So here is a case where irritation and rage are not the standard defense they usually are against the acknowledgment of such unwieldy feelings as helplessness, uncertainty, humiliation, and so on.  Rather, Emily was using a superficial acknowledgment of feeling helpless as a way of hiding from just how angry and hostile she not only felt but actually acted.

And why is any of this important?  Not because shrinks like to get in touch with feelings.  Rather, because Emily felt and did better as result of our discussion (combined with other sessions, of course).  Her anxiety lessened, she felt clearer and stronger, she looked and sounded more alive, and she was much clearer on how she was perpetuating her daughter’s less adaptive behavior – the badgering people with repeated questions – by her own inadvertently hostile and rejecting responses.  Finally, relieved of the burden of hiding from – resisting – her feelings of irritation, hostility, frustration, she was more relaxed and less unnecessarily combative in her dealings with everyone – husband, daughter, colleagues, etc.

But things don’t end here.  To further complicate matters, do not doubt that Emily’s hostility and combativeness towards her daughter and others is itself another layer of resistance!  Although at first she resisted acknowledging such unflatteringly aggressive feelings, they are themselves a cover for more unwieldy, uncomfortable feelings of insecurity, helplessness, self-doubt, being judged, and so on.  We discovered all this in much later sessions.  Thus 1) she hid from her feelings of aggression and rage with a more socially acceptable (especially in our culture for women) admission of feeling helpless; 2) those aggressive/hostile feelings themselves at least in part serve to resist more substantial feelings of humiliation, helplessness, etc. that at this point she was touching superficially.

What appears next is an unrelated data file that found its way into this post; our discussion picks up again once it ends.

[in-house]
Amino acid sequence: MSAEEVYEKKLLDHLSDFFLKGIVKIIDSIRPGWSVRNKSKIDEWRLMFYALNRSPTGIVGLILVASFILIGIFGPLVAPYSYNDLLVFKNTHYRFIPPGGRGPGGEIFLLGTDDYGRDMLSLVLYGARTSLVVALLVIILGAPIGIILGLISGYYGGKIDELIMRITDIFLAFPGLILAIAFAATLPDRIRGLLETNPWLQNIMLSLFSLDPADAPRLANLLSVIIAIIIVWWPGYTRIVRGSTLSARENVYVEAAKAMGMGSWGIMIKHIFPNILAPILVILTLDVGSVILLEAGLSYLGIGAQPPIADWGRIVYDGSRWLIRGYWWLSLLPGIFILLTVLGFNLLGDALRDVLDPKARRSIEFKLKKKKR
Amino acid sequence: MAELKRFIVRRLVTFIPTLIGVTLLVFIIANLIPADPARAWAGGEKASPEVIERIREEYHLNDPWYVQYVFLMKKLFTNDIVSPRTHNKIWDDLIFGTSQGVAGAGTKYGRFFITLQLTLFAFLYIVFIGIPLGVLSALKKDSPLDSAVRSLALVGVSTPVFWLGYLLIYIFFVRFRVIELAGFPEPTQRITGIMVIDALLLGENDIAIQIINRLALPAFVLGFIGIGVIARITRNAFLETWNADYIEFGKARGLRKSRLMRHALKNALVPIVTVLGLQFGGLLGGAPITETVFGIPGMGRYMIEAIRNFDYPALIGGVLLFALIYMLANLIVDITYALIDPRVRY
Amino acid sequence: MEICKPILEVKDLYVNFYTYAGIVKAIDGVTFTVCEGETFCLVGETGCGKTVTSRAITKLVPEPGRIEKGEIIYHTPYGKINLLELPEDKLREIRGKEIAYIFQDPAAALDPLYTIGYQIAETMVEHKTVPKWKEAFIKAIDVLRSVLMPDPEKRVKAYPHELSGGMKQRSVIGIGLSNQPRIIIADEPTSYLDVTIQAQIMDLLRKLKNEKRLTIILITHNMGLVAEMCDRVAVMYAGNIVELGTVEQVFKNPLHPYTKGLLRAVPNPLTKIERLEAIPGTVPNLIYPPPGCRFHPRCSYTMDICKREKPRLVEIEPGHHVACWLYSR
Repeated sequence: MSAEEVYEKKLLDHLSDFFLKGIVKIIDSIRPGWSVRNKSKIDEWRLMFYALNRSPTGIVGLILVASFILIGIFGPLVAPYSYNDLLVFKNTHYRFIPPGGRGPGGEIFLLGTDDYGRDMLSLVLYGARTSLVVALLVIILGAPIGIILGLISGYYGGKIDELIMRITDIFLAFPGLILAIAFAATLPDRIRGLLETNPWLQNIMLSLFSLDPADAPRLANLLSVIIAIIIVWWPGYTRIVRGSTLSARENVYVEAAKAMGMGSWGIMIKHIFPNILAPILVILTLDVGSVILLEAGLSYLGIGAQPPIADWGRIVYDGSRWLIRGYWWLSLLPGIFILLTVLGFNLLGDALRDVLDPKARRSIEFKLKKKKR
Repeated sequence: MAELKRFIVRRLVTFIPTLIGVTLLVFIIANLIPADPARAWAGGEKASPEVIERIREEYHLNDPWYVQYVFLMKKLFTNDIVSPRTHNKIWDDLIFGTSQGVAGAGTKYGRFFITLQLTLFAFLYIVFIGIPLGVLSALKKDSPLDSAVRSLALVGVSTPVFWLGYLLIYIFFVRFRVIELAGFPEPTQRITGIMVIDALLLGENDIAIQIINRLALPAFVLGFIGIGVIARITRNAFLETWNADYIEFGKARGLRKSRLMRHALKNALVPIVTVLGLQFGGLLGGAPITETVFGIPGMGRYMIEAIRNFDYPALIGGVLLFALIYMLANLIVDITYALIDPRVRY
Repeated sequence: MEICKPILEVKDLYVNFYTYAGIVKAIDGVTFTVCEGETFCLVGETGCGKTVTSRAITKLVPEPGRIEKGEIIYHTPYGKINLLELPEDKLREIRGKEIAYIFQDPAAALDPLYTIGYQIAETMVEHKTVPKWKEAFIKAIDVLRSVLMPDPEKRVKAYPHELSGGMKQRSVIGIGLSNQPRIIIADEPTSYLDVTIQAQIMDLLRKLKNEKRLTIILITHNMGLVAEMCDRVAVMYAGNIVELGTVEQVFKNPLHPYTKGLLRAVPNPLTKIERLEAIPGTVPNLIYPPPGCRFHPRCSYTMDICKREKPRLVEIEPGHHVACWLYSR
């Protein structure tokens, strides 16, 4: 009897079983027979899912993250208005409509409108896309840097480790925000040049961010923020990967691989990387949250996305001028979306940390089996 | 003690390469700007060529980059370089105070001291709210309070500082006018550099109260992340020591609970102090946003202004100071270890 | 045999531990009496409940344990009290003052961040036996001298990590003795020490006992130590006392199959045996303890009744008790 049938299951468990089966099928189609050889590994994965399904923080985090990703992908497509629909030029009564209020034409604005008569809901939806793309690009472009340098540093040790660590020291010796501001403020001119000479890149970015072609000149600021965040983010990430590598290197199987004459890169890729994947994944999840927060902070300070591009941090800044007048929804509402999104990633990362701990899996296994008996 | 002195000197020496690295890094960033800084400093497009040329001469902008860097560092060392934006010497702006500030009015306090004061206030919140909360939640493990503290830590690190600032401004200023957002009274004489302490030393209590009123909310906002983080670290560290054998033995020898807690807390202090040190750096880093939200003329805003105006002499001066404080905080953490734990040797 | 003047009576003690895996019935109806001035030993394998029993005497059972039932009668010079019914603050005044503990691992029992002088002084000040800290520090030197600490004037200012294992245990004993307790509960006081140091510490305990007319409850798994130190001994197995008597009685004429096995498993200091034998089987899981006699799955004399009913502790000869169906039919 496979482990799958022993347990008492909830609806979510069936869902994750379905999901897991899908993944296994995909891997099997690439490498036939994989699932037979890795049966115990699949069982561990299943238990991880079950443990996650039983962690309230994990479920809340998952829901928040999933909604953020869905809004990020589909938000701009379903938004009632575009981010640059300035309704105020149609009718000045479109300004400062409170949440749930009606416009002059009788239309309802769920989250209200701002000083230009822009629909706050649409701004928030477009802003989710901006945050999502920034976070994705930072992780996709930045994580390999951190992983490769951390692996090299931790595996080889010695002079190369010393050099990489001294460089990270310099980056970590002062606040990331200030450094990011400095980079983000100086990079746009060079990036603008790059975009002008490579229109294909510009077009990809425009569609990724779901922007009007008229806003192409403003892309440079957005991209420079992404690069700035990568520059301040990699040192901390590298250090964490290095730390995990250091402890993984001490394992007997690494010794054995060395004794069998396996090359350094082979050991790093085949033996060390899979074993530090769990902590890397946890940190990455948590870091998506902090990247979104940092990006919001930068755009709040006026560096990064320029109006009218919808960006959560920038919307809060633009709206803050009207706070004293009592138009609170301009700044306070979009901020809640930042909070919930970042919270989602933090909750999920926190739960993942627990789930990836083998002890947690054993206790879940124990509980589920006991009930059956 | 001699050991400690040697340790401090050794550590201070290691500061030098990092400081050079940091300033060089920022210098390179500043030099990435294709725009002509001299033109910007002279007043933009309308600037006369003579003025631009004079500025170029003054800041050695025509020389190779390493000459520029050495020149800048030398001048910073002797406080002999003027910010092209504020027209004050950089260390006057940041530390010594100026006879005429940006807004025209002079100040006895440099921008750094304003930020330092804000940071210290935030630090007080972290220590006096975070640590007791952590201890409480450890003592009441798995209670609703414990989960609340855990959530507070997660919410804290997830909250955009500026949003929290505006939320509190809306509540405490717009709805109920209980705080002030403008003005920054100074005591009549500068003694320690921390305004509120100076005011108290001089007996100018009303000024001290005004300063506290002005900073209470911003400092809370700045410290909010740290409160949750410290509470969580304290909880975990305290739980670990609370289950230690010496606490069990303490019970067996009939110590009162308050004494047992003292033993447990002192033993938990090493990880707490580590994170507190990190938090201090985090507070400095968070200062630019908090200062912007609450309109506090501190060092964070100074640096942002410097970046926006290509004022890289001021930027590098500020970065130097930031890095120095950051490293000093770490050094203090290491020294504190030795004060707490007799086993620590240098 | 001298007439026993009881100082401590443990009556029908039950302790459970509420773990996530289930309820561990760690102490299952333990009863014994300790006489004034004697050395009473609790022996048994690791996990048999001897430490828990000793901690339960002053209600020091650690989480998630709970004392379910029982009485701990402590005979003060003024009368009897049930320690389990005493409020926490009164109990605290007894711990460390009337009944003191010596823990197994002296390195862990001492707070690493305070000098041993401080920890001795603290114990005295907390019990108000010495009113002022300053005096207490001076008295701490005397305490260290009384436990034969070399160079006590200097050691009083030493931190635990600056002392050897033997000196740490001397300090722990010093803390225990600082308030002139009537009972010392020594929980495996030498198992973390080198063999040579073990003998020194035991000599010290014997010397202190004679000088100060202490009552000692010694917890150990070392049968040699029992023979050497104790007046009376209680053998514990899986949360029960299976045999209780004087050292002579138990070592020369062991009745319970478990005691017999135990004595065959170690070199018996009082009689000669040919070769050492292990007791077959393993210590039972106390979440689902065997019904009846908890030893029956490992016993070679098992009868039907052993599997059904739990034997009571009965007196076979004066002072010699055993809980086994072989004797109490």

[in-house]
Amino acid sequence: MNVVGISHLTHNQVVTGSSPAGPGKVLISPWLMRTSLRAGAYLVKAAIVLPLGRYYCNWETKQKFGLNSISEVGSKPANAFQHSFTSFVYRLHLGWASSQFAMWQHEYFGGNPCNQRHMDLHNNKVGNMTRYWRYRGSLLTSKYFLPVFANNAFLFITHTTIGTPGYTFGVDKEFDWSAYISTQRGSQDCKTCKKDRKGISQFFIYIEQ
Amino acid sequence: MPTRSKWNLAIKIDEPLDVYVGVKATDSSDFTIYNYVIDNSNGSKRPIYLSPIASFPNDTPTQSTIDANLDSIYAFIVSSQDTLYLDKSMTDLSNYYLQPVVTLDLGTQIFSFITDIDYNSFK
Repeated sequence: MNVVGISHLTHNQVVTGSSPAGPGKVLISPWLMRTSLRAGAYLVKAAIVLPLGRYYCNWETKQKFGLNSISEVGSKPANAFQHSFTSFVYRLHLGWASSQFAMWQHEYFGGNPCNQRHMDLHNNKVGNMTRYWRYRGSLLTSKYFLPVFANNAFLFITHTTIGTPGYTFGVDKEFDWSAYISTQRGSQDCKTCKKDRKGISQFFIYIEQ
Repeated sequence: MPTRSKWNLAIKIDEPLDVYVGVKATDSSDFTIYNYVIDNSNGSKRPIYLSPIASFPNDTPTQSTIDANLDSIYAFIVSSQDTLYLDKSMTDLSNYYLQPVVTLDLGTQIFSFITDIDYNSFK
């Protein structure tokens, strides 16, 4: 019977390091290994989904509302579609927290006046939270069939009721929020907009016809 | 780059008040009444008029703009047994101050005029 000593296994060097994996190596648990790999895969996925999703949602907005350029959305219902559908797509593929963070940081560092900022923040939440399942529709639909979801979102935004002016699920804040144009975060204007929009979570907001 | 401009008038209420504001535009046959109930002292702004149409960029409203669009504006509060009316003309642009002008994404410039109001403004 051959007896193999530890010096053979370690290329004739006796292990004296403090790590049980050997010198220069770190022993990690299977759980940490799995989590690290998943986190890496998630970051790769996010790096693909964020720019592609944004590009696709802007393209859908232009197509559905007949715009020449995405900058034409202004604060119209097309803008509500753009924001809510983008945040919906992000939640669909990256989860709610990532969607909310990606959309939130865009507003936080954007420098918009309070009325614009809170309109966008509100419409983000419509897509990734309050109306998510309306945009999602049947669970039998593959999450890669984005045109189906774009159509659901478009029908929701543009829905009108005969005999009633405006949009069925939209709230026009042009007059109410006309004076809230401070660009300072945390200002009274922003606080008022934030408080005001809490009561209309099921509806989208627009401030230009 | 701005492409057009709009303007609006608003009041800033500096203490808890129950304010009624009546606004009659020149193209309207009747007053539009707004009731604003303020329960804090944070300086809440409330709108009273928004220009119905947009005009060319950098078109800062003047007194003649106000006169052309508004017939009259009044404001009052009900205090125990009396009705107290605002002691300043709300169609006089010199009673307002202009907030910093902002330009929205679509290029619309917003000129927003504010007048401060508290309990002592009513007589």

This brief sketch and especially the last paragraph you just read demonstrate a reason I don’t talk about resistance in too much detail on my website:  It’s too damned complicated! it doesn’t lend itself to easy description.  I have a full book chapter on the topic available for those who are interested.

This vignette demonstrates a couple of other points.  First, remember that dream at the top of the entry?  And her panic as the dream awoke her at 4 a.m.?  Remember also that this was not the first such dream and panicked awakening.  As Emily and I discussed the dream, it became clear that the figure in the dream was me.  Then in her second dream that night, she was being chased by robbers, was gathering weapons to fight them off, and then found a tiny box of gold which she was able to give to the villains saying “I have what you want”.  Although this dream ended calmly, she again awoke in a panic.  Emily’s own association to this dream was to the “little bits of gold that I get from some of our sessions”.  She described leaving my office sometimes very excited by the “little epiphanies” that she would have as we talked or which occurred as she later thought about our discussions.